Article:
The report – Safely Home: what happens when people leave hospital and care settings? – covered the experience of more than 3,000 patients, either older, homeless or with mental health problems. These included the story of a man being discharged from care after a suicide attempt despite his pleas to stay, who killed himself a week later.

Other examples involved an 81-year-old man who had suffered a third severe stroke being discharged from hospital via taxi at 10.30pm without his family being notified, and a young mother being kept in hospital, away from her daughter, because health and social services could not agree on the funding of her care.

Healthwatch’s concerns were first revealed by the Guardian in January. Anna Bradley, the organisation’s chair, said on Monday that it had heard thousands of shocking stories about what happened when people left had hospital without the right planning and support.

“There is a huge human and financial cost of getting discharge wrong. We hope that the increased focus on integration of health and social care, and pressure on finances, will create a new impetus to fix it.”

Bradley added: “Whether it is about properly helping new mums at risk with depression, or making sure the patients receiving end-of-life care are given the support they need to spend their final days at home with their loved ones rather than in hospital, everyone should experience a safe, dignified and well-planned transfer of care.”

Peter Carter, chief executive and general secretary of the Royal College of Nursing, said: “Sadly, this will not come as a surprise to nursing staff, who all too often discharge a healthy patient only to see them return to hospital with complications caused by a lack of community care and support.”

Carter, blaming “systemic problems caused by increasingly fragmented services”, added: “With the right support in the community and properly resourced staff, who can be responsible for coordinating discharge, patients are less likely to return to hospital, relieving the pressures on the frontline”.

A Department of Health spokesperson said: “Care for the most vulnerable people is improving, including coordinating care for at-risk patients discharged from hospital. We have published a guide to help spread best practice and our £5.3bn Better Care Fund is getting local councils and NHS services working together more effectively to make sure people are properly supported when they leave hospital.

“But this report shows that we need to do more and we’re working with Healthwatch England, the NHS and others to improve further.”

The Health Service Ombudsman, Julie Mellor, said: “When patients are discharged unsafely from hospital it can have a devastating impact on them and their families.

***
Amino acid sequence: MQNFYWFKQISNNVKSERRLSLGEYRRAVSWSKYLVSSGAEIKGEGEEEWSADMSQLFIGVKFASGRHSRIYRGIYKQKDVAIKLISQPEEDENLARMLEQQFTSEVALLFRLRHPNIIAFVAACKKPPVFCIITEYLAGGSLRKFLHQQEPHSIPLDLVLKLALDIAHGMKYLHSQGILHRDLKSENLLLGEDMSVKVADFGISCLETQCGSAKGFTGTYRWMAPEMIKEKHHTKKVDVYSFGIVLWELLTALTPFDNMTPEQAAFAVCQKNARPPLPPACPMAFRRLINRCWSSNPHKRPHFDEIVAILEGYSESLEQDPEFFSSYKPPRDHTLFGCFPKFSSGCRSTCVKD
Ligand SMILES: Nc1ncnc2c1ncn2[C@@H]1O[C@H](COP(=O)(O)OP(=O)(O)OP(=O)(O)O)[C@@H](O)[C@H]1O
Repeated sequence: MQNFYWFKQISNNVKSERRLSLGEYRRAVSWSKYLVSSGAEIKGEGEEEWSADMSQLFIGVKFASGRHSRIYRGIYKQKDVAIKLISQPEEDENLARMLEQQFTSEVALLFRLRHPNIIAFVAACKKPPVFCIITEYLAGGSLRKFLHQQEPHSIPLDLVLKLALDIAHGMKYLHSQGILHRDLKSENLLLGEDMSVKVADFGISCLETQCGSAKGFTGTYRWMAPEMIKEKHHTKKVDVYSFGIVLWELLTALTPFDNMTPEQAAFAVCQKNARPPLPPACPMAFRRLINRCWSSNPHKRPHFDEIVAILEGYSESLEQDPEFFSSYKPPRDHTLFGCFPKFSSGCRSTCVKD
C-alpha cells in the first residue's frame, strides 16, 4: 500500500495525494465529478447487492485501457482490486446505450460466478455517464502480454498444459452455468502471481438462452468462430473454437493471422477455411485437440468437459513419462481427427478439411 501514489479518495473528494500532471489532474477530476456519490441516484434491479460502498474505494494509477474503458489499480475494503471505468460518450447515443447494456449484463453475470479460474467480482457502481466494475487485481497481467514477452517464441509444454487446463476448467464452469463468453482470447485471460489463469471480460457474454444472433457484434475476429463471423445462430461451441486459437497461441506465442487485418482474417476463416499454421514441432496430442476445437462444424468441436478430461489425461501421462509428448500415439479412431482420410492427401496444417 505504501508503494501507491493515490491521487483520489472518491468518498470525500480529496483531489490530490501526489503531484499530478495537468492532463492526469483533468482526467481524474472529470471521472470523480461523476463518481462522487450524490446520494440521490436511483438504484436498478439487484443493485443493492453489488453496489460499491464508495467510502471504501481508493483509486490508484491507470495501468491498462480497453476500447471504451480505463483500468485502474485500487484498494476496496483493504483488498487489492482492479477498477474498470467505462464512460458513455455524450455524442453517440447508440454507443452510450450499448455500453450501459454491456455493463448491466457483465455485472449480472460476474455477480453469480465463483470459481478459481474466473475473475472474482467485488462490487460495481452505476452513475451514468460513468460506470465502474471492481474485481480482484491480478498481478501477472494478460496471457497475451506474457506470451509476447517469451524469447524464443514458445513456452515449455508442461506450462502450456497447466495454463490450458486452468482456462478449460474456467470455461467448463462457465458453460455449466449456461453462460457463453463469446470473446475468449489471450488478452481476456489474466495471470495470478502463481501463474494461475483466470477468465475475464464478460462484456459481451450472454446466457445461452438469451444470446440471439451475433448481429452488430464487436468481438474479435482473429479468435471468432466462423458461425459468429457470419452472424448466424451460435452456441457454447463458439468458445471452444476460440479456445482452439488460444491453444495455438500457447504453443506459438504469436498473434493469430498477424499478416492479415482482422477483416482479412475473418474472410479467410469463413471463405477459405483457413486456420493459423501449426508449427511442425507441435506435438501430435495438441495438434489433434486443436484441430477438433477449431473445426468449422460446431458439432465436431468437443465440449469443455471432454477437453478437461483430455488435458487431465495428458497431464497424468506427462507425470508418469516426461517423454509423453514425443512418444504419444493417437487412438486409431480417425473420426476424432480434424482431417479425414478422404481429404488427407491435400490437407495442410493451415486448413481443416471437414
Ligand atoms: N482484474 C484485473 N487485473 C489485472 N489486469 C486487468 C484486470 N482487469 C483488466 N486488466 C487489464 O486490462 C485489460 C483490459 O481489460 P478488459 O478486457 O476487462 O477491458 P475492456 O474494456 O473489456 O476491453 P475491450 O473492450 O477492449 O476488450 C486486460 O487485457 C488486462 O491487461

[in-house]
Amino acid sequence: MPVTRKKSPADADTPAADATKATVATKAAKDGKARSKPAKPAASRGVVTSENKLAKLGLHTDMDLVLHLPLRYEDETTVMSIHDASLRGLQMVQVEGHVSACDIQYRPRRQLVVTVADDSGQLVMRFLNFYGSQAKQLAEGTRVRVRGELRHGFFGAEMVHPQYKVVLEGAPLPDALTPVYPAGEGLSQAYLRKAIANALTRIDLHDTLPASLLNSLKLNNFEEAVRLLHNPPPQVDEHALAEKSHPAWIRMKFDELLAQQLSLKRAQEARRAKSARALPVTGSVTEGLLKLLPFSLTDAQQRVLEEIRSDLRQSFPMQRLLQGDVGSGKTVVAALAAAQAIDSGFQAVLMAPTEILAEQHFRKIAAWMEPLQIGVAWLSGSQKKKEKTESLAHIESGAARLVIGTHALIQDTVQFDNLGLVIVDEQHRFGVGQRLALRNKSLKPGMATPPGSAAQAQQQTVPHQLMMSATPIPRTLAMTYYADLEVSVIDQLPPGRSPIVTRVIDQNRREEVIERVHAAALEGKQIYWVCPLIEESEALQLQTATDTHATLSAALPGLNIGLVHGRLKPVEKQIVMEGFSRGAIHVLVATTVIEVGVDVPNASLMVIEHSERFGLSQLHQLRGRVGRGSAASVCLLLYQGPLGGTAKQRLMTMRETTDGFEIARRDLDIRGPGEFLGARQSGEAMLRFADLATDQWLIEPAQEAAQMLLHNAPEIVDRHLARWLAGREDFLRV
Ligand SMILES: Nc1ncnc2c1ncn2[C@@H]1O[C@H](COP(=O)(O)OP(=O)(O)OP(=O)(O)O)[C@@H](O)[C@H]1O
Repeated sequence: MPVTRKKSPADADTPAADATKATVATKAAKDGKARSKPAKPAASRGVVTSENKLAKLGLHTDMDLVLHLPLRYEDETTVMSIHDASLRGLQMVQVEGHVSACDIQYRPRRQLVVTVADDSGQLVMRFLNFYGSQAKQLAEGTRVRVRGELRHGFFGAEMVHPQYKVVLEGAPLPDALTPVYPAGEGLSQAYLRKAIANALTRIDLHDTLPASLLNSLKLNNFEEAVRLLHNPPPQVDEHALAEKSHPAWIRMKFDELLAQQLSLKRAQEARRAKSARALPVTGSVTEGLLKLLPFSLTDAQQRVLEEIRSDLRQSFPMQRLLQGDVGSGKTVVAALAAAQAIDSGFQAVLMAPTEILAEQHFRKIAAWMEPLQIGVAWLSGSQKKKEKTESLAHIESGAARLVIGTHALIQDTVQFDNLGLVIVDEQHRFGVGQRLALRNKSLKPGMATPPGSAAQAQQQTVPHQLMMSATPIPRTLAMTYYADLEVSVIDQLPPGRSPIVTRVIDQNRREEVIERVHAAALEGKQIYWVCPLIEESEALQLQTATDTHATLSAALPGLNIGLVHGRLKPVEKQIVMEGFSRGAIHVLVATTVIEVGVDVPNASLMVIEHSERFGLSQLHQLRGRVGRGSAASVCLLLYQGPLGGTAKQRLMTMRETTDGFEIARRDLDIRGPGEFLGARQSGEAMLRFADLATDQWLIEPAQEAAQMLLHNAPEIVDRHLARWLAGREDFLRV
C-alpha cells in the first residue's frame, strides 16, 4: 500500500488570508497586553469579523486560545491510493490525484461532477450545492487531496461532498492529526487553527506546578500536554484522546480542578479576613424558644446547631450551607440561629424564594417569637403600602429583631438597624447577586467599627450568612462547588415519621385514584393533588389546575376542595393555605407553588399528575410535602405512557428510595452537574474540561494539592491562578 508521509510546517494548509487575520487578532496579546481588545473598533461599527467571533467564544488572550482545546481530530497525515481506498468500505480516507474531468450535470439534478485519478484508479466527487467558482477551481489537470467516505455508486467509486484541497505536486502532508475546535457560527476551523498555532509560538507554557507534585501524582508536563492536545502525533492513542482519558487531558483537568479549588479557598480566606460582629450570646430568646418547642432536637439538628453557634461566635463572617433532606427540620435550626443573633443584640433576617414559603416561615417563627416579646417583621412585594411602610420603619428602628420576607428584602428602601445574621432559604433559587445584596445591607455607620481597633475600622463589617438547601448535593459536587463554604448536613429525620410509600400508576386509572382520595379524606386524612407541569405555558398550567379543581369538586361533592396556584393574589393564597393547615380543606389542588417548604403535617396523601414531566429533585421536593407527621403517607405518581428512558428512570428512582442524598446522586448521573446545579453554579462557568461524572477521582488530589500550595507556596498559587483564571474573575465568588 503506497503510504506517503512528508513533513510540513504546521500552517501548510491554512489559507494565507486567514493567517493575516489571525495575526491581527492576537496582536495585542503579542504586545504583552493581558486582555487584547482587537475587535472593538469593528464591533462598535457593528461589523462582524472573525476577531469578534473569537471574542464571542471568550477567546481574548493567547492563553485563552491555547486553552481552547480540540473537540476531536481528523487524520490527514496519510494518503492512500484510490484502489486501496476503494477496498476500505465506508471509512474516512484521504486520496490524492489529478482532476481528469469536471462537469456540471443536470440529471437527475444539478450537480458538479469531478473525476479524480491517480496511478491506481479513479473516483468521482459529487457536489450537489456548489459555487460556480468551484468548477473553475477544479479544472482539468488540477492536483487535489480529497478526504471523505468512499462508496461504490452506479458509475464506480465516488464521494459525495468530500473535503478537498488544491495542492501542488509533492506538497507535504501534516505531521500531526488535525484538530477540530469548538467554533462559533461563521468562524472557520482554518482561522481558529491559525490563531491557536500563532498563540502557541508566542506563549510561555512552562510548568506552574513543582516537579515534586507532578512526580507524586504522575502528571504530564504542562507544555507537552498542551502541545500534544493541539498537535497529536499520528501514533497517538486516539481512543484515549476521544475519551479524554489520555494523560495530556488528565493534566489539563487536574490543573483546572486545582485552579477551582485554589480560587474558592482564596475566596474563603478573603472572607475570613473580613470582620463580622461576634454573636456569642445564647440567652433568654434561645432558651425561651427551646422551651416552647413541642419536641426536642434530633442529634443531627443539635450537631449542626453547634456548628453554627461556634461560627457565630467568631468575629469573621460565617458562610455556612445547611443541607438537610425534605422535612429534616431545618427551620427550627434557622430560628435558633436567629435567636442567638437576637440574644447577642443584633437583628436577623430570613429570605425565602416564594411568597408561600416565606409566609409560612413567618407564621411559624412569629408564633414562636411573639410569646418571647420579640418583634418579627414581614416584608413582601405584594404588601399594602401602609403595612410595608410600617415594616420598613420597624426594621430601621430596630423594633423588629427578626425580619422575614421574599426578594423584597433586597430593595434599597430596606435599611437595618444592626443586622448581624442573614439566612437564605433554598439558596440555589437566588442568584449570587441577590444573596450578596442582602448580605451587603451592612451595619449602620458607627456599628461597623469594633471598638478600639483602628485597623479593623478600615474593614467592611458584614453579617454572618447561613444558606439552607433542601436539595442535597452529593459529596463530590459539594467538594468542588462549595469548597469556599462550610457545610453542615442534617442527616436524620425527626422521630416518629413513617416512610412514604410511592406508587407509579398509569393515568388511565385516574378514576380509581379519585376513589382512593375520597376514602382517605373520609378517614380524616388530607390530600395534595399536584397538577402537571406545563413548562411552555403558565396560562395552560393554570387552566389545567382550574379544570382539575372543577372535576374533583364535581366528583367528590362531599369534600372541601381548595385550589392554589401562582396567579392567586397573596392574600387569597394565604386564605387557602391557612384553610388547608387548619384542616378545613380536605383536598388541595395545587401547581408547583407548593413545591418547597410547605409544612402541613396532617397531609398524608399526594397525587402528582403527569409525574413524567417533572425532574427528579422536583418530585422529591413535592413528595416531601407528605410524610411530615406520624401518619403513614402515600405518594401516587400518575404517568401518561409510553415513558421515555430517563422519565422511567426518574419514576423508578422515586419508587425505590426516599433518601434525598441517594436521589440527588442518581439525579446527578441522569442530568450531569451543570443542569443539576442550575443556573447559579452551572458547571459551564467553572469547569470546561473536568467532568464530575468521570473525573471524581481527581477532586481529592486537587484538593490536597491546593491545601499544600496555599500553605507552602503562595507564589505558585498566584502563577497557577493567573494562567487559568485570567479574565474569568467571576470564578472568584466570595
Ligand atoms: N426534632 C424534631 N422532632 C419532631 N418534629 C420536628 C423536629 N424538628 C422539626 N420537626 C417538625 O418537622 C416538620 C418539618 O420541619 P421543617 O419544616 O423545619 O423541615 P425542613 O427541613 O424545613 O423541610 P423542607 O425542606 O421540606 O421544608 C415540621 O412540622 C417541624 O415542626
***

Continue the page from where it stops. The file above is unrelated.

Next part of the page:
“Our own casework shows that we still see too many complaints about failures in the discharge process. This report … adds further weight to our own view that there is still a way to go for the NHS and social care services to plug the gaps in their services to help achieve integrated, joined-up care for patients.”

NHS England said: “It’s important that patients who are well enough to leave hospital can do so at the earliest opportunity and are treated with dignity and compassion. However, we also need to ensure appropriate care is put in place before a patient leaves hospital, which needs strong joint working across the health service. While this can cause delays, it’s clearly better for patients and prevents a revolving door scenario that places greater pressure on the NHS.”  ………………’

 

Knowing the signs of cancer could save your life


Original post from NHS Choices

‘…..Be Clear on Cancer

Learn more about our campaigns

GP’s advice

If you spot any signs of cancer, go to your doctor to get it checked out. You’re not wasting anyone’s time, and if it isn’t serious, your mind will be put at rest. But if it is cancer, early diagnosis can make all the difference. The sooner cancer is detected, the better the chances of successful treatment.

Bladder and kidney cancer                  Bladder and kidney cancer

Prostate cancer                  Prostate cancer
Skin cancer                  Skin cancer
Oesophago-gastric cancers                 Oesophago-gastric cancers
Breast cancer in over 70s                 Breast cancer in over 70s
Ovarian cancer                 Ovarian cancer
Bowel cancer                 Bowel cancer

Lung cancer                 Lung cancer

About The NHS
The NHS Constitution………..’
GP’s advice

If you spot any signs of cancer, go to your doctor to get it checked out. You’re not wasting anyone’s time, and if it isn’t serious, your mind will be put at rest. But if it is cancer, early diagnosis can make all the difference. The sooner cancer is detected, the better the chances of successful treatment.

Bladder and kidney cancer

If you notice blood in your pee, even if it’s ‘just the once’, tell your doctor.

Learn more about bladder and kidney cancer

Prostate cancer

If you’re a black man over 45 and want to discuss your personal risk of prostate cancer, visit your doctor.

Learn more about prostate cancer

Oesophago-gastric cancers

Heartburn most days for three weeks or more? Tell your doctor.

Learn more about oesophago-gastric cancers  ……………….’